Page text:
Think you love your mobile phone now? Wait till you see the latest features
Patrick Newman in Galveston, Texas, knows when his boss is calling--his
cellphone plays the theme from The Godfather . Fifteen-year-old Brooke Webster,
who lives near Wichita, Kan., uses her camera phone to give friends a sneak peek
of her dress for their school's upcoming Hollyball--one of several snapshots she
posts daily to the Web. Larry Fortune in Atlanta cut the cord a year ago and
joined the millions of Americans who make their calls strictly on cells.
Fifteen years ago, mobile phones were unwieldy and expensive novelties that
often couldn't even make a decent voice call. Today they are pocket-size
powerhouses that 170 million U.S. subscribers use to take pictures, access the
Internet and E-mail, record video clips, and--oh, yeah--call home to make sure
they're picking up the right can of soup when they forget the shopping list.
The rush to turn these devices into all-purpose pocket pods will continue as
wireless carriers and tech companies roll out flashy new features--services such
as tracking your kids' location, top-notch wireless gaming, downloadable TV
programs, and audio directions on how to get from point A to point B.
"[The cellphone] is already something you carry with you all the time," says
James Burke at Motorola, a leading handset maker. "So it's a great opportunity
to meet other needs."
Americans so far have been slower in their embrace of the new wireless services
that have swept Europe and Asia--text messaging, for example. There's a lot of
uncertainty about which new features consumers really want, says Charles Golvin,
a market analyst at Forrester Research. Consumers here want good voice
connections, and then maybe wireless headsets and color screens. Surveys by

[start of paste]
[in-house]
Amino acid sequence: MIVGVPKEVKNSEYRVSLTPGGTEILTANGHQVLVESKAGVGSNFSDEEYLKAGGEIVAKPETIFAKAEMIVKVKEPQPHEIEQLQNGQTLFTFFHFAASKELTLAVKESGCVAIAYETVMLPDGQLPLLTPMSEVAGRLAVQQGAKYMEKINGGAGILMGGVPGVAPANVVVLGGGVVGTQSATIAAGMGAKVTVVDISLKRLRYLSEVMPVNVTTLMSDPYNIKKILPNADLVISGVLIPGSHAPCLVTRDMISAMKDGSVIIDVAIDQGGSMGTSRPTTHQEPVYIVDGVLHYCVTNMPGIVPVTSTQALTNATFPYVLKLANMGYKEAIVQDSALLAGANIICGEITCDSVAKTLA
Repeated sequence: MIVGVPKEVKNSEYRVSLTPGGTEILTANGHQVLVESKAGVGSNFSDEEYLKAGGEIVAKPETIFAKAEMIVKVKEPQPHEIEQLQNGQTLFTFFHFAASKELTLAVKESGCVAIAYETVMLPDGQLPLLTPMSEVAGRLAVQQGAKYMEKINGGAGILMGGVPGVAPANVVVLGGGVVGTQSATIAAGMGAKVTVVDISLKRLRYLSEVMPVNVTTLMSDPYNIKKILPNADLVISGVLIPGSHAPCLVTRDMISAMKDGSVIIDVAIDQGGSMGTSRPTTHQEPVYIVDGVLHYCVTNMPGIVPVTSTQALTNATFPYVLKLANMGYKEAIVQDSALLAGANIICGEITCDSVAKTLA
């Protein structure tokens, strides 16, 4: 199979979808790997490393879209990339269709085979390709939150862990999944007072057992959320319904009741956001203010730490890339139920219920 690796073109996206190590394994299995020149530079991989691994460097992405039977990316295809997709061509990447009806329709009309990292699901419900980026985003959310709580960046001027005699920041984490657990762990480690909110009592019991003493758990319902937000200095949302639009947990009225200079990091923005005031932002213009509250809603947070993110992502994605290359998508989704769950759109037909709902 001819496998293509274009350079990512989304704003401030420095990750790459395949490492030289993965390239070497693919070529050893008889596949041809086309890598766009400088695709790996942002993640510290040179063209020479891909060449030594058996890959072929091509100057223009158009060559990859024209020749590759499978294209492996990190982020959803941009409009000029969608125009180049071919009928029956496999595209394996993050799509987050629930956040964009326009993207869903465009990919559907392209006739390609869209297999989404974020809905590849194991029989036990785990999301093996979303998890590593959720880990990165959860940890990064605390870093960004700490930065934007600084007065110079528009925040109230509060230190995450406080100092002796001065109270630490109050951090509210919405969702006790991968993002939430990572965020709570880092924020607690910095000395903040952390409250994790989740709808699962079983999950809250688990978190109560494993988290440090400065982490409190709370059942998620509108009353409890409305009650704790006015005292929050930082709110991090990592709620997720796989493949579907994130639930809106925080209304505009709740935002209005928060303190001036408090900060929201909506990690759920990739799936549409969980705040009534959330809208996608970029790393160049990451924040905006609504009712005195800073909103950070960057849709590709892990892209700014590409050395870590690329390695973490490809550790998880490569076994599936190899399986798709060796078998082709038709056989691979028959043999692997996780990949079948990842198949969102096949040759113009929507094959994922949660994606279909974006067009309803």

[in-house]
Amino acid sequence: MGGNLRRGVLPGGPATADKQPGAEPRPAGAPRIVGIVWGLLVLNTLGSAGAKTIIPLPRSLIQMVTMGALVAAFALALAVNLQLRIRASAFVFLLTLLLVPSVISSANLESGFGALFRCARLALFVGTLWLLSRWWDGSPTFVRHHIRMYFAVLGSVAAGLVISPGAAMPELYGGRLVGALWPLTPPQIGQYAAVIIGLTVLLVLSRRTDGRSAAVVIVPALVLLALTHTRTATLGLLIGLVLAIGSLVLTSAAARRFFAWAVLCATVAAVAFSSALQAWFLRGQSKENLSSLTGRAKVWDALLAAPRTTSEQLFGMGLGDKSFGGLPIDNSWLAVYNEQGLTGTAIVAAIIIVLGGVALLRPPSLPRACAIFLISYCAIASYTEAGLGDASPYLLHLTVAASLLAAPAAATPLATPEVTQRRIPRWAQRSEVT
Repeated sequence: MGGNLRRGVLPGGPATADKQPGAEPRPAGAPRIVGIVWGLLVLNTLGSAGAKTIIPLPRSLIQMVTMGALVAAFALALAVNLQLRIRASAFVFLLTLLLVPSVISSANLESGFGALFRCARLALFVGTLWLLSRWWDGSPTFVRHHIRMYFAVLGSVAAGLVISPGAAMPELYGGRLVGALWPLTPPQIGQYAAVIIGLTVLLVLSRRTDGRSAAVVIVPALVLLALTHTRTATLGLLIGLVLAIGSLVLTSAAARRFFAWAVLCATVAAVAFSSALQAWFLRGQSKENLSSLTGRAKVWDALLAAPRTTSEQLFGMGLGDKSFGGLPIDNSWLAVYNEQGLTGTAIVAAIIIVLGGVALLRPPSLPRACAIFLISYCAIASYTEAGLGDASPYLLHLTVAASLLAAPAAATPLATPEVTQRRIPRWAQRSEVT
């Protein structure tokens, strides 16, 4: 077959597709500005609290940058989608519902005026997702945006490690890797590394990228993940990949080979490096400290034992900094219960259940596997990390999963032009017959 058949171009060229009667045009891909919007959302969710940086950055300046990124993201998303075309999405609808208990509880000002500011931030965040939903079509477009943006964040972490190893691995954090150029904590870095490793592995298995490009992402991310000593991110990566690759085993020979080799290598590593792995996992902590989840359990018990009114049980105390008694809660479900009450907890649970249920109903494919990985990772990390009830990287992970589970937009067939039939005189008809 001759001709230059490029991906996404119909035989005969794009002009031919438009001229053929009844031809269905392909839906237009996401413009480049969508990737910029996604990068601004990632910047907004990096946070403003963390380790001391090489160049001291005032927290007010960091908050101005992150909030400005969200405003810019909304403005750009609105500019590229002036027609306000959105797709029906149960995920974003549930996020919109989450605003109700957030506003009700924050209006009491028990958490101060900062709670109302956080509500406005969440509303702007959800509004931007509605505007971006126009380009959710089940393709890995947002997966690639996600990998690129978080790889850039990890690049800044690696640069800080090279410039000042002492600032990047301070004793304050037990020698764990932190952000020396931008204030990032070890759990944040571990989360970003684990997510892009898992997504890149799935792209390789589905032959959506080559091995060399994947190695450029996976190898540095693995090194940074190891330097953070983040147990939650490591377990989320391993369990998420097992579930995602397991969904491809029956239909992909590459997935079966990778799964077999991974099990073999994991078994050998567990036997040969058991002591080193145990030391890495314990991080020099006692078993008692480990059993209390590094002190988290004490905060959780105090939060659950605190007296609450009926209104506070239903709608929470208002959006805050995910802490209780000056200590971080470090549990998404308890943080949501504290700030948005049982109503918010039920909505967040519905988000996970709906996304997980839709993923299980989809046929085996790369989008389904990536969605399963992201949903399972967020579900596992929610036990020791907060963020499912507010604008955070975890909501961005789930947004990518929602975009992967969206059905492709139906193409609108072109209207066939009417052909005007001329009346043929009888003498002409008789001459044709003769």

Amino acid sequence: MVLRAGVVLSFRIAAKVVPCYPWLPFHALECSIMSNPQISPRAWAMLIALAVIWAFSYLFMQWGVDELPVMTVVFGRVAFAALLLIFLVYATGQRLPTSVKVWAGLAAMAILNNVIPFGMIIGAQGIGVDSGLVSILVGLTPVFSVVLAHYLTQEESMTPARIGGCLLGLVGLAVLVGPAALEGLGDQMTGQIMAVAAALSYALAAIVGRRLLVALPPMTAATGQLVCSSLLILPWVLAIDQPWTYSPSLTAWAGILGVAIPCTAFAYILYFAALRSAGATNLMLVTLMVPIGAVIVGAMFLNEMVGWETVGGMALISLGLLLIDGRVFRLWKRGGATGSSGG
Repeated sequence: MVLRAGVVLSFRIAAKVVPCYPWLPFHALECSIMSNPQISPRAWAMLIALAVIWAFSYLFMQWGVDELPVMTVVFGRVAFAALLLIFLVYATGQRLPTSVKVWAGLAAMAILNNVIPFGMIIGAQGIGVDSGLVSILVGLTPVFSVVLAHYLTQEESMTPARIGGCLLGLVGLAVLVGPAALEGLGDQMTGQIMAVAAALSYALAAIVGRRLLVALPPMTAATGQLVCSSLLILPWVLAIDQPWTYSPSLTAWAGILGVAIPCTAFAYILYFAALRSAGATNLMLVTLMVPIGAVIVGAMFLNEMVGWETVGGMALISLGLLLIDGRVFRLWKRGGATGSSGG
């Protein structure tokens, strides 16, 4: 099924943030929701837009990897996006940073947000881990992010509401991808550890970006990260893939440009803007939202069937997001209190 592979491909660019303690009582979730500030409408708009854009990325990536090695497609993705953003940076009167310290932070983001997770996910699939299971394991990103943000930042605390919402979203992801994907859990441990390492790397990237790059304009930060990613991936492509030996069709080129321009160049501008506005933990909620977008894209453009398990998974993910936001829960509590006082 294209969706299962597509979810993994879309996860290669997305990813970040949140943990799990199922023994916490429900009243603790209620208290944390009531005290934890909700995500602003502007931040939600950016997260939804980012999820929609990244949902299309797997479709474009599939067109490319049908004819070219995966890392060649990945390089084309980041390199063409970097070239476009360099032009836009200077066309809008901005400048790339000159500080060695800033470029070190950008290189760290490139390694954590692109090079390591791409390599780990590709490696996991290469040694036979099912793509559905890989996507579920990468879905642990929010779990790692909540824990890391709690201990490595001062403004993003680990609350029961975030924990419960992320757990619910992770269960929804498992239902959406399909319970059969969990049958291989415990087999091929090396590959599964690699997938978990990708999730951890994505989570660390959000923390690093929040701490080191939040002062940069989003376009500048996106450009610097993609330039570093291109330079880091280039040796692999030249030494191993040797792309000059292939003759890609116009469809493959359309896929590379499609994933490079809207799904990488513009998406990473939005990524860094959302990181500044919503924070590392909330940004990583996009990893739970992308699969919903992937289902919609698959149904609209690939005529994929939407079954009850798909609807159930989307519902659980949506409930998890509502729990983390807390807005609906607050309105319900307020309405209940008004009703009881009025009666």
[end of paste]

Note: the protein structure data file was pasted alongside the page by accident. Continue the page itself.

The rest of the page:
Forrester show that cameras, videocams, and other doodads each right now
generate interest in only smaller groups of American users.
But the profit potential almost guarantees that new features will keep coming.
Cellphone makers can sell new "mobiles," as they're known just about everywhere
except North America, if the devices can do more tricks. The wireless carriers,
too, make more money if consumers send more data over their networks. That's
crucial to these service providers, who've seen trouble ahead for their profits
from voice calls. Stiff competition has slowed growth in voice income, so
carriers are throwing everything else at users, hoping something will catch on.
"They're in an experimental stage, trying this and that," says Neil Strother, a
market analyst at In-Stat/MDR. And the consumer is the guinea pig.
A big hit to date has been ringtones, as cellphone users pay to get their mobile
to sound off with favorite tunes whenever someone calls. These services are
becoming so popular that Billboard magazine has just started a Top 10 chart for
the most popular ringtones. (Last week's No. 1 was "My Boo" by Usher and Alicia
Keys.) In Galveston, Newman pays $1 or $2 to download ringers from Verizon for
his frequent callers--when it's his sister, who investigates paranormal
phenomena, the phone sings out the X-Files theme. His generic ring for others is
music from Monday Night Football , even if his beloved Dallas Cowboys are having
a rough year. Newman, a medical researcher, says he likes the phone to reflect
his tastes, so he's trying to find Irish folk music to load up. More typical is
Vincent Trinh, a Houston college student whose phone was recently chiming out
Snoop Dogg's "Drop It Like It's Hot" for callers he knew. Teens and young adults
are the biggest customers, as they are for the music industry as a whole.
Hip-hop--a genre whose digital noises and crisp beats often sound like some
electronic alarm anyway--is their choice for ringers. Ringtone quality started
at simple one-note-at-a-time melodies, progressed to more complex harmonies of
different sounds, and now on some phones can reach radio-quality
playback--playing out actual voices rather than digital beeps.